Tesla halts Model 3 production for a second time
Buzzfeed has reported that Tesla has halted the manufacture of its Model 3 for up to five days to address issues within the production line. Increased demand has seen demand soar, and the company is struggling to meet such ongoing demand.
This period will enable the company to resolve potential bottlenecks to ramp up production numbers, boosting efficiencies across the chain. However, many employees have been forced to take holiday time or be unpaid during this shutdown, a move which has come under scrutiny.
Although production figures are rising, they have yet to meet the company’s objective to manufacture up to 5000 vehicles each week by the end of Q2.
Shares declined slightly as the news broke.
Although it is well known that shutdowns pre-production remains common, experts have stated that shutdowns during the manufacturing period are unheard of.
"This shutdown is most likely for the purpose of ripping out all the '22nd century' fully-automated assembly systems which were going to 'revolutionize automotive manufacturing' and turned out not to work," Bob Lutz, former General Motors Vice Chairman informed The Baltimore Sun.
"Traditional automakers adjust bottlenecks on the fly during a launch. This is totally out of the ordinary," claimed Dave Sullivan, an analyst at AutoPacific Inc.
Musk has claimed that the company has relied too much on robotics and automation across its manufacturing capabilities, and has recently released a tweet, stating: “Yes, excessive automation at Tesla was a mistake…To be precise, my mistake. Humans are underrated.”
However, he remains confident that the company will become profitable in the following months, where the company will accelerate production by operating its Californian assembly plant 24/7, adding a further shift towards its general assembly, body and paint operations and employing an extra 400 workers to get the job done.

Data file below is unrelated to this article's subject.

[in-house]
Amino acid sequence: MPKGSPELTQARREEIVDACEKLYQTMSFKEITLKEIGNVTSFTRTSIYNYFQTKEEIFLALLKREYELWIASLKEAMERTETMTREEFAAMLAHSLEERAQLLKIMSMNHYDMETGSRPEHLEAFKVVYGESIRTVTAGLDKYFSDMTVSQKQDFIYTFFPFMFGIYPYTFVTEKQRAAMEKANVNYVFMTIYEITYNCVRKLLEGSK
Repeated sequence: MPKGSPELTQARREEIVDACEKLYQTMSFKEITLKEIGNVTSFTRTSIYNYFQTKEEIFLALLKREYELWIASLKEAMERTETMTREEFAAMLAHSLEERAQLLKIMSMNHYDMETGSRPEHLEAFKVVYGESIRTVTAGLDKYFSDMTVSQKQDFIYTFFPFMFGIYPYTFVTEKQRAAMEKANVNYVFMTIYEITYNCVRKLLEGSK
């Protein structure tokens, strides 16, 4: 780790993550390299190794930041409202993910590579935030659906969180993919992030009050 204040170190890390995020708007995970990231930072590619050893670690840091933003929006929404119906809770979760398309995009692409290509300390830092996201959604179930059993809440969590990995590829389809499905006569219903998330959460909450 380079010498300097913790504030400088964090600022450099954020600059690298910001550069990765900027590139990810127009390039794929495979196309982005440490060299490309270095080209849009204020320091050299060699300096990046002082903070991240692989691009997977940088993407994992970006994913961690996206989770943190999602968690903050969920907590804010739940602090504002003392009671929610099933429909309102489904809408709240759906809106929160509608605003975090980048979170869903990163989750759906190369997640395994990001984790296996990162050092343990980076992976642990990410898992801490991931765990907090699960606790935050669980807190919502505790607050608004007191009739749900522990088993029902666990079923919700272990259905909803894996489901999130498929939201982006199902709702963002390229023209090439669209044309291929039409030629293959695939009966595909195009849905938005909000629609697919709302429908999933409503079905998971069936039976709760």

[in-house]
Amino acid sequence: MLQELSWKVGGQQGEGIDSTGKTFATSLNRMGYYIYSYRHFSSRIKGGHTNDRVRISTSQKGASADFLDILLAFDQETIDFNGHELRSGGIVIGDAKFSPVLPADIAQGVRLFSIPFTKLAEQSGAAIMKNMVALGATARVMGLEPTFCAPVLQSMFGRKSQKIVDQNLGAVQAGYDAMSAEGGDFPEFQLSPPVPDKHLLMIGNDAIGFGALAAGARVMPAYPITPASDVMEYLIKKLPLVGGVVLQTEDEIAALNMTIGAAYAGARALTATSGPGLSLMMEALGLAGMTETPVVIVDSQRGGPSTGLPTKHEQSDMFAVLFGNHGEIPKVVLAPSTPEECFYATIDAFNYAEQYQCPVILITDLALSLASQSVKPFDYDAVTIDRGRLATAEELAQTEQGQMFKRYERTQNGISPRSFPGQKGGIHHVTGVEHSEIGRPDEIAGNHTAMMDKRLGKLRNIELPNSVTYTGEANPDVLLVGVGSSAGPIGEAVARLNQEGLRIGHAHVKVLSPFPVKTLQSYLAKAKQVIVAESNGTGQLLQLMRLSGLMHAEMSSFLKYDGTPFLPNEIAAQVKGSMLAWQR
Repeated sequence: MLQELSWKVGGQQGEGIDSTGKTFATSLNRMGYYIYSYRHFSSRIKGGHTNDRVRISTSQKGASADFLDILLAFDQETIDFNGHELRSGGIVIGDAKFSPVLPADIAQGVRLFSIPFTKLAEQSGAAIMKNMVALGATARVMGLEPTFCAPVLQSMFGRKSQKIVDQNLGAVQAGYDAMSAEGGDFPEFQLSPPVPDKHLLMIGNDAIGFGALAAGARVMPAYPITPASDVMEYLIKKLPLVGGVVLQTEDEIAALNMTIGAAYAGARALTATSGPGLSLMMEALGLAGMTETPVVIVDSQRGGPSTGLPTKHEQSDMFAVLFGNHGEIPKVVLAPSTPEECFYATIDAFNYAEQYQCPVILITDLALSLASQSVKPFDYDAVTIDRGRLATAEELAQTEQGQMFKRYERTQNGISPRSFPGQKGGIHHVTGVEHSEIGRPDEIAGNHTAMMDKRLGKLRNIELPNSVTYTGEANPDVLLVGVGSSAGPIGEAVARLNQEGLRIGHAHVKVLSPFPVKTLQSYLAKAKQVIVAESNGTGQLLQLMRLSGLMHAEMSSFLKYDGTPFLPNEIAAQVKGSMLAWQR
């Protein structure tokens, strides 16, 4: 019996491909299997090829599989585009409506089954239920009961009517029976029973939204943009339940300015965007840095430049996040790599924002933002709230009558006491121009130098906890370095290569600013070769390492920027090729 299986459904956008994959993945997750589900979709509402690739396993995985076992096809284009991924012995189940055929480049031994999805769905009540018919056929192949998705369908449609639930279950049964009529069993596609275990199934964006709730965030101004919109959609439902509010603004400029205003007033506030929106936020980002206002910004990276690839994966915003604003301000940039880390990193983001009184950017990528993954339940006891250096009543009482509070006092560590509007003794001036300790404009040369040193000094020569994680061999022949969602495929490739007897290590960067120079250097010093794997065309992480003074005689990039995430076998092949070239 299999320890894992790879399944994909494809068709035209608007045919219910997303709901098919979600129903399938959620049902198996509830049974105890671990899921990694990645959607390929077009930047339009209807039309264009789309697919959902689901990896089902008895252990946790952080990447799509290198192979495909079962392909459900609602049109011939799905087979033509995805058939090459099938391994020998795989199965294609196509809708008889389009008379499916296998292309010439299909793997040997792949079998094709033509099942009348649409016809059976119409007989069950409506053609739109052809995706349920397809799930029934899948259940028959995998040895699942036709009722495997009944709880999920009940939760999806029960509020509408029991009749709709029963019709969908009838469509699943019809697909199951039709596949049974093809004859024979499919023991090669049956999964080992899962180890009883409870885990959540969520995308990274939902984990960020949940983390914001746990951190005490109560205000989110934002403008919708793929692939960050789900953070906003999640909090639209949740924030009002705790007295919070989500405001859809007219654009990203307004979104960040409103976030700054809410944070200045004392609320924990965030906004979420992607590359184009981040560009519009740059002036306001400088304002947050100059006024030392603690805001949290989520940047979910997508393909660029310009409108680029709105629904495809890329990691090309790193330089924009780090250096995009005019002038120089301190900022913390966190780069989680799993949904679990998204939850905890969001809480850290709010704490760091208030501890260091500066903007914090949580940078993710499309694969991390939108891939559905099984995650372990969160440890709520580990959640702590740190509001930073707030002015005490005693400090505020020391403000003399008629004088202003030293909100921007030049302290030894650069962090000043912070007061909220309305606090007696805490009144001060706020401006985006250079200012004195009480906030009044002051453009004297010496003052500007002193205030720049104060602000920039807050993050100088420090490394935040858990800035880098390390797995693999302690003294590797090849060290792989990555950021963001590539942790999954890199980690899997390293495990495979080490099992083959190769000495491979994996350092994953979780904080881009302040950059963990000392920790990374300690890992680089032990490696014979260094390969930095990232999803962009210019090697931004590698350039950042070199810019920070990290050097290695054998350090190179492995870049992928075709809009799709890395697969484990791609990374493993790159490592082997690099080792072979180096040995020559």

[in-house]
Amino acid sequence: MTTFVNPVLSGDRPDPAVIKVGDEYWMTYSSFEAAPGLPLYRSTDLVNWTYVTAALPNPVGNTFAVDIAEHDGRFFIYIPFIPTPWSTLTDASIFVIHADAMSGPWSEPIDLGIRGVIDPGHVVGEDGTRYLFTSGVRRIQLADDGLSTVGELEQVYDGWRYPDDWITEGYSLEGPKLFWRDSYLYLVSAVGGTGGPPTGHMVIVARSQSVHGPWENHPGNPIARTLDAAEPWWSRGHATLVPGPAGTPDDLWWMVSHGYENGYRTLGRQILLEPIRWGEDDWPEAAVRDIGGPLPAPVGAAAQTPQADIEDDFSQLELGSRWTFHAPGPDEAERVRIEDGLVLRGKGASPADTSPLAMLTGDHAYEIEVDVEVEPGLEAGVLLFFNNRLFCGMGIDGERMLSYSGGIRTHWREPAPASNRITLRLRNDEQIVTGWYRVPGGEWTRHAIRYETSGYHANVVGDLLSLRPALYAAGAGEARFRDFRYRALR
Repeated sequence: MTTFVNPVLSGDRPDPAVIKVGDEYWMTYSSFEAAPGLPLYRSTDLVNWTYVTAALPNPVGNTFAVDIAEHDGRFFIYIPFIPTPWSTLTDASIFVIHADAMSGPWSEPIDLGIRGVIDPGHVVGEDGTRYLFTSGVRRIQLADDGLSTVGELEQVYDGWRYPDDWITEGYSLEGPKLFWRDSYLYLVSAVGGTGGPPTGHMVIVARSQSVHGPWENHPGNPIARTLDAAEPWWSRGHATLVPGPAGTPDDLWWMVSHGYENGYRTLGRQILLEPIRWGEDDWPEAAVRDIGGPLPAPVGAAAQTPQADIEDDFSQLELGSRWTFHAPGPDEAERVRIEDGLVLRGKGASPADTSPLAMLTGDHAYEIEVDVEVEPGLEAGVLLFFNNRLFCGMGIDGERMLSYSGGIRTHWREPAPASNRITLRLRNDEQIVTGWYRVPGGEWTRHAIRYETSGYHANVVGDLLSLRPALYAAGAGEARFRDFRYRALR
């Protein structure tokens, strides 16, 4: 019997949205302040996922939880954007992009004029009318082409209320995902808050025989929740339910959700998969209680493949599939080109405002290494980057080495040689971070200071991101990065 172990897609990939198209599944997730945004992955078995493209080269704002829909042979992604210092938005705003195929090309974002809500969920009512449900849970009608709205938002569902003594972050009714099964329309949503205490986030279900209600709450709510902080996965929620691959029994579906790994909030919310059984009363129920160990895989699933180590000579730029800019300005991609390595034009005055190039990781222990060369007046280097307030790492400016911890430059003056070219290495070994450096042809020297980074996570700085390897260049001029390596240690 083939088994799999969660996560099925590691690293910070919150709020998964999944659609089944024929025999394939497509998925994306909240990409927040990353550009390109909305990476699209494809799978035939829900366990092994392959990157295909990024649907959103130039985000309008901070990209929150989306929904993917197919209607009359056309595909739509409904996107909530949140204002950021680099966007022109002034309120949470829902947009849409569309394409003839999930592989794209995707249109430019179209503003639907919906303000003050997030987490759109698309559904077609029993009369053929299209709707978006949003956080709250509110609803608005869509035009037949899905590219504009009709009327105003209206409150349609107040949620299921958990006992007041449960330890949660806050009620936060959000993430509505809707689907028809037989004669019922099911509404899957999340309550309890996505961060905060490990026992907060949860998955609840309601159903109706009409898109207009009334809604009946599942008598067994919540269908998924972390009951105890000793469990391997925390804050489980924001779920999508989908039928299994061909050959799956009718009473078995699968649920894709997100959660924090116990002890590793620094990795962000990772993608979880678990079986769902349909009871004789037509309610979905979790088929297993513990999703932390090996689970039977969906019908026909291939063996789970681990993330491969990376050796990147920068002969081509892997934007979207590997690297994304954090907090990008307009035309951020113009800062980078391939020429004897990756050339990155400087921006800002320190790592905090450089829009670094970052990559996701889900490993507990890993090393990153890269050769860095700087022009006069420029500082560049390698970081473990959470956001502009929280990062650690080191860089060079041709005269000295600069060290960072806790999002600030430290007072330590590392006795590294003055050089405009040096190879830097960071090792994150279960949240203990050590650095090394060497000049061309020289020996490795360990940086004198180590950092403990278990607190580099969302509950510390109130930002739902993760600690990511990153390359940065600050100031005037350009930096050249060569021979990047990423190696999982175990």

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A recent internal email, sent by Musk has been released by Jalopnik, has been released highlighting his intentions to guarantee profitability.
“Starting today at Giga and tomorrow at Fremont, we will be stopping for three to five days to do a comprehensive set of upgrades. This should set us up for Model 3 production of 3000 to 4000 per week next month,” he said.
“Another set of upgrades starting in late May should be enough to unlock production capacity of 6000 Model 3 vehicles per week by the end of June.”
Placing increased pressure on suppliers, he added: “Our suppliers will be required to demonstrate a Model 3 capacity of ~6000/week by building 850 sets of car parts in 24 hours no later than June 30th.
“Any Tesla department or supplier that is unable to do this will need to have a very good explanation why not, along with a plan for fixing the problem and present that to me directly.”
“I understand that this will be considered an unreasonable request by some. That’s ok, there are lots of other car companies with much lower standards. They just can’t work with Tesla.”
He also illustrates his frustration with contractors,
“I have been disappointed to discover how many contractor companies are interwoven throughout Tesla. Often, it is like a Russian nesting doll of contractor, subcontractor, sub-subcontractor, etc. before you finally find someone doing actual work. This means a lot of middle-managers adding cost but not doing anything obviously useful,” he says.